“New Nurse and I hate it”: Does this sound familiar?

Every nurse’s first year is very difficult and most of them hate it, as they inevitably have a lot of exhaustion because of the long hours or the daily dynamics make them doubt their knowledge. But as you gain knowledge, experience and critical thinking skills you will change your attitude about your job and the nursing profession will probably change.

In this article we’ll talk about why it’s so hard to be a nurse in the first year, what to do if you hate nursing, how to stop feeling incompetent as a new nurse and much more.

Is it bad to be a New Nurse?

It’s not uncommon to get nurses who hate their job, even though they love helping others. But why does this happen, what can you do without dying trying?

At the beginning of this profession nurses have to cope with many things, for example: controlling bosses, tired and agile co-workers, mountains of paperwork or (occasionally) rude patients. Not to mention, you have to live on the clock. And no doubt, more than one will want to scream, “I hate being a nurse!”.

However, every nurse must take action and find a way to get through those difficult years and change that “I hate it” to “I love it”. Because you probably don’t hate nursing but rather dislike the messy, even toxic environment, overwork, understaffing and/or constant pressure to meet quota.

Do you see what I’m getting at? Nurses really love their patients and love to make someone’s life better, they will simply have to figure out what made them lose interest in their job and then look for a solution, as it is never too late to love this profession again.

How to stop feeling incompetent as a new Nurse?    

Nurses live in a constant state of burnout due to overwork and this is not a surprise to anyone. Still, it is a situation that affects both the nurse and the patient; as it can jeopardize the health of patients.

Burnout has several negative consequences such as fatigue-related errors and among them are:

  • Loss of concentration.
  • Less energy.
  • Less attention to detail.
  • Less empathy.

The big question is: what to do when you are already on the verge of collapse? Primarily, you have to start setting boundaries and sticking to them.   And doing so does not make you a bad nurse – on the contrary – being aware of your limits will provide both the sick person and the patients with a better quality of service.

On the other hand, it is important to have vacation time. This undoubtedly generates well-being, increases happiness, improves sleep habits, improves cardiovascular health and reduces stress.  Additionally, resting at work is a necessity and not a luxury. A study conducted by the American Nurses Association found that 35% of nurses “rarely or never” took a lunch break.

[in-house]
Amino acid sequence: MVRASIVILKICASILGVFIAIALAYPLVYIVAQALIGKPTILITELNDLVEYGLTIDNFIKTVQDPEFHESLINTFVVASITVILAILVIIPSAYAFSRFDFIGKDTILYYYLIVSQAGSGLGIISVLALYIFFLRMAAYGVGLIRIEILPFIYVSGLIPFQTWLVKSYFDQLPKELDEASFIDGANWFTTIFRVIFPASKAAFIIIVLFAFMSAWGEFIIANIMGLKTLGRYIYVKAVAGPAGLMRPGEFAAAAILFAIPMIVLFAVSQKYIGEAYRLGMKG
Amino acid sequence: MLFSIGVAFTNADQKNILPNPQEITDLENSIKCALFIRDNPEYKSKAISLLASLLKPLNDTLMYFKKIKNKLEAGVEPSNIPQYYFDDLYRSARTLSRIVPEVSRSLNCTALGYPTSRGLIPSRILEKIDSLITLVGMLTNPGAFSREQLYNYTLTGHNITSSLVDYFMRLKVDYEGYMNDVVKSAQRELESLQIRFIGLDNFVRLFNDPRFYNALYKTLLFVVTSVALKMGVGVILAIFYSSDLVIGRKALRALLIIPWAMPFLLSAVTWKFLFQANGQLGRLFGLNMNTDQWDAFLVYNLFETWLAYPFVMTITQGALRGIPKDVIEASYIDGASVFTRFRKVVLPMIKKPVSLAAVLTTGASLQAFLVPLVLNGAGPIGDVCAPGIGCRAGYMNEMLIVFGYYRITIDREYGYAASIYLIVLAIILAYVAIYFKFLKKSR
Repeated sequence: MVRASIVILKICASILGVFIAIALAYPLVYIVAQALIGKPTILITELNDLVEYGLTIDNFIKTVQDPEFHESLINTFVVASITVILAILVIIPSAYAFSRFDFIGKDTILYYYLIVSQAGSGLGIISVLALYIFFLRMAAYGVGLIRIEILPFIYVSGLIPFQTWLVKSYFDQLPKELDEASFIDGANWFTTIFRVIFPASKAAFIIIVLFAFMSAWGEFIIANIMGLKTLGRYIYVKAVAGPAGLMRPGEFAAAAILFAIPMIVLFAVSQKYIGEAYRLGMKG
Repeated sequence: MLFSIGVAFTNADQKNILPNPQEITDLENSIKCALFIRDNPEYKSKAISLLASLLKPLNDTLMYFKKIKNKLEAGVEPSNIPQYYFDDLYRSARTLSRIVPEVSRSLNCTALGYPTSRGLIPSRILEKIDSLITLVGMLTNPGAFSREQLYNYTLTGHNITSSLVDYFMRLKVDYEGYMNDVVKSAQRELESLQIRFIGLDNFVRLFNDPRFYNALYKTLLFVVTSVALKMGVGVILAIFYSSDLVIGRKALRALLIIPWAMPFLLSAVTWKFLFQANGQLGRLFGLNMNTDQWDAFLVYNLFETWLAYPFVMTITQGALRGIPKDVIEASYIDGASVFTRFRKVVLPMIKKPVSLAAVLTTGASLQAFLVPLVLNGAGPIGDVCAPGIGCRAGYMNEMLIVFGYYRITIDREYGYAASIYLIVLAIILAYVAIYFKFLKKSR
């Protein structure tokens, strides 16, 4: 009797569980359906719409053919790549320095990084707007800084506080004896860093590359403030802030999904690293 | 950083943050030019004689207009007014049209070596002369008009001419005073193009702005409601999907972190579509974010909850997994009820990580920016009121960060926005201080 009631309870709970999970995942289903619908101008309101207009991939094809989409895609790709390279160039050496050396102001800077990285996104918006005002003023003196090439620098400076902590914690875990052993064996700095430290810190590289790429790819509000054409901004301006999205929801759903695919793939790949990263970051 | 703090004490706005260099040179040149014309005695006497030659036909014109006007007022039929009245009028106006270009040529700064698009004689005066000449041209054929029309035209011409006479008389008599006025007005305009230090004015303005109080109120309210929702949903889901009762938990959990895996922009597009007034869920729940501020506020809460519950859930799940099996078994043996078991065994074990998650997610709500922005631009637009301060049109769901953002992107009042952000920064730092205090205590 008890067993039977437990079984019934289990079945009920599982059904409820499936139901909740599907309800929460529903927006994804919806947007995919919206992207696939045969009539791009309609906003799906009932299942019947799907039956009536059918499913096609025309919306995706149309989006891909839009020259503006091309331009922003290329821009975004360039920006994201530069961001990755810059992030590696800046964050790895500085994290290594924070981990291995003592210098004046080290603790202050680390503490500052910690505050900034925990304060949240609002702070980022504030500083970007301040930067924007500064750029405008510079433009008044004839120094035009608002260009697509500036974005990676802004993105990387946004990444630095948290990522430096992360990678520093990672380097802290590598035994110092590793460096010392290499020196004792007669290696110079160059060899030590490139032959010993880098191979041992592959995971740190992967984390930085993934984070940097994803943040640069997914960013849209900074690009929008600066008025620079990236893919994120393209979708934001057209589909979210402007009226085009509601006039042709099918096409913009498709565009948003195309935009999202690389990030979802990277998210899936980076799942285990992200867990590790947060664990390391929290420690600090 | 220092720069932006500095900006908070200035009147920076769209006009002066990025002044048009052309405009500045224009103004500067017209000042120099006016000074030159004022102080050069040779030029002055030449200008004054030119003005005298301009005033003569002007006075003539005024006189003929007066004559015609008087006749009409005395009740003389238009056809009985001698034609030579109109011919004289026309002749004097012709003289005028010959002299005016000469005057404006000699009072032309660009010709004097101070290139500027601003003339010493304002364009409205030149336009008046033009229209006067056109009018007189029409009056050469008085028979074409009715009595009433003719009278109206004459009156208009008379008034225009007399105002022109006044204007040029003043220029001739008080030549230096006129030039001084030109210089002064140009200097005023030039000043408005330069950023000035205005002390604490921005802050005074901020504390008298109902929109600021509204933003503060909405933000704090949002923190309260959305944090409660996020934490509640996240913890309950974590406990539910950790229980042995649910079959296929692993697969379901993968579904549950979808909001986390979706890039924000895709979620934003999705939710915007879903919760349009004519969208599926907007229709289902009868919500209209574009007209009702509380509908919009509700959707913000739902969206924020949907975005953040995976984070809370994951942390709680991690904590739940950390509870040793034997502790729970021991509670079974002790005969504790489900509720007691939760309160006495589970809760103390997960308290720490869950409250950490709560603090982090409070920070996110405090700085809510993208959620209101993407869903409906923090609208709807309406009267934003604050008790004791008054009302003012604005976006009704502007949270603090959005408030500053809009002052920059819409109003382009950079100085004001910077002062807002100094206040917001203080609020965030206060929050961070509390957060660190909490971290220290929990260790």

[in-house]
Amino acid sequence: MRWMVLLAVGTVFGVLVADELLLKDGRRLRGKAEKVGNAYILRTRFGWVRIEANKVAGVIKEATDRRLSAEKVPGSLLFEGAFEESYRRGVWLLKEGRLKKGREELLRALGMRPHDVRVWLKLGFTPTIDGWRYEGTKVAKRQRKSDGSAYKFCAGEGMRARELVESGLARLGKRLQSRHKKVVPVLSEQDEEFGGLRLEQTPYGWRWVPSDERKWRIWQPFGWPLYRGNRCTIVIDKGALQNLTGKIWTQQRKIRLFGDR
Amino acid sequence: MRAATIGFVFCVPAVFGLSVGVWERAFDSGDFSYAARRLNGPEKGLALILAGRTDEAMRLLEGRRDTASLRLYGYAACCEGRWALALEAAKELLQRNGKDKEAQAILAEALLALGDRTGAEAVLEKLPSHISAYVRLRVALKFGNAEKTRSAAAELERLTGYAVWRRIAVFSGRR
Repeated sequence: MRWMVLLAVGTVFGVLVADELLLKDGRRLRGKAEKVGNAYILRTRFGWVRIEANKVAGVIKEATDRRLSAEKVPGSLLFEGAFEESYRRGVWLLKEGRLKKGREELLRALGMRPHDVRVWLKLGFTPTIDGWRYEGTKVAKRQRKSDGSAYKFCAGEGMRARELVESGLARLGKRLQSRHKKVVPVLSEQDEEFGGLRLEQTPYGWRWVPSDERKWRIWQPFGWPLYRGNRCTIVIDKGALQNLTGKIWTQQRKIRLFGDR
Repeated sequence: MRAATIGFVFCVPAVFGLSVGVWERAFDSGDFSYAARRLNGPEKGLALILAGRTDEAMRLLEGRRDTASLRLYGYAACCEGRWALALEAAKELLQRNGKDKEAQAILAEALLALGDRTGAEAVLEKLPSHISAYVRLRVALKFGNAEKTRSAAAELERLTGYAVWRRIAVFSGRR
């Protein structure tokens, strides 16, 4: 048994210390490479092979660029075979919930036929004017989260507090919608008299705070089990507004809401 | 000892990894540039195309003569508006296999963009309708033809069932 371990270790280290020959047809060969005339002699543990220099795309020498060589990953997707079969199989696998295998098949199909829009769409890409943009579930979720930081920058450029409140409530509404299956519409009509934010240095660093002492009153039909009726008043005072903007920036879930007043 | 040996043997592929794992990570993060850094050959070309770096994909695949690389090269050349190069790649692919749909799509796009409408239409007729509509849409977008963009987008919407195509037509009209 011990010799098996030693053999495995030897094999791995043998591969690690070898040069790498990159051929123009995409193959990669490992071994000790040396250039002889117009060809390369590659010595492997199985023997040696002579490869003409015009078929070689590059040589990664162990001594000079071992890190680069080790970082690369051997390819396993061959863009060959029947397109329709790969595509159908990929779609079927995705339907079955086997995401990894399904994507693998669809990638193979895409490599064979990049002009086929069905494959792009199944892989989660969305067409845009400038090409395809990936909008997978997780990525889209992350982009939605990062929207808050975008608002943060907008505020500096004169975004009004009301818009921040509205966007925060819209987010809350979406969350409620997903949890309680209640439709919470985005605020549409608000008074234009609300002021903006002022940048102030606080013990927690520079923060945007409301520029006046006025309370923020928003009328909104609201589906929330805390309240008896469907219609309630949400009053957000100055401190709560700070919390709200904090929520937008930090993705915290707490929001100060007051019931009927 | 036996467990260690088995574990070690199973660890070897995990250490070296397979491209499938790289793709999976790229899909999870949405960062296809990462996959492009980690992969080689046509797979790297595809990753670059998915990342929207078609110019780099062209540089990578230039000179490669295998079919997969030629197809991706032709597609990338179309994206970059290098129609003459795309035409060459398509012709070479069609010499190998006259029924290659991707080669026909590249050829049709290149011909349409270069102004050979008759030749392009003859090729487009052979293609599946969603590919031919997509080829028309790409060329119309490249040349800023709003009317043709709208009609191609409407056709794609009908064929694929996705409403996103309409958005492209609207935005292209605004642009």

It is very important to take breaks during your shift to either eat, rehydrate or recharge. By applying it you will see the changes during your shifts.

Is the best option to give up Nursing? Or not?

Not really, no. There is always a better choice if the desire is to seek a better benefit for your life. There are a lot of options for nurses who are not comfortable in a normal nursing situation. The following are some of them:

  • Private duty nurse.
  • Health coach.
  • Telehealth nurse.
  • School nurse.
  • Cruise nurse.
  • Occupational nurse.
  • Nurse educator.
  • Forensic nurse.
  • Itinerant nurse.
  • Special populations nurse.

These are some of the options for nurses looking for a change of pace. In other words, you don’t have to give up your career no matter how difficult it may be at times. You will simply have to look for the choice that best suits your needs.

Be careful, the choice is not always easy, so it is good to consult with friends, family and look internally.


Despite the difficult situations that a nurse may go through, there are always two paths: continue to exhaust herself until she collapses or look for a better option according to her needs.

It is not an easy task to change jobs or even professions. But it is important to ask yourself, do I really hate nursing or do I hate the stress at work? Knowing that answer will make the decision easier. Because, at the end of the day, you can’t compromise your own happiness on something that doesn’t make you happy, but if you otherwise know internally that nursing is your dream, keep going despite the daily fear and horror!

Marlene J. Shockley

My name is Marlene J. Shockley, and I am a Registered Nurse (RN). I have always been interested in helping people and Nursing seemed like the perfect career for me. After completing my Nursing Degree, I worked in a variety of settings, including hospitals, clinics, and home health care. I have also had the opportunity to work as a Travelling Nurse, which has allowed me to see different parts of the country and meet new people. No matter where I am working, I enjoy getting to know my patients and their families and helping them through whatever medical challenges they may be facing.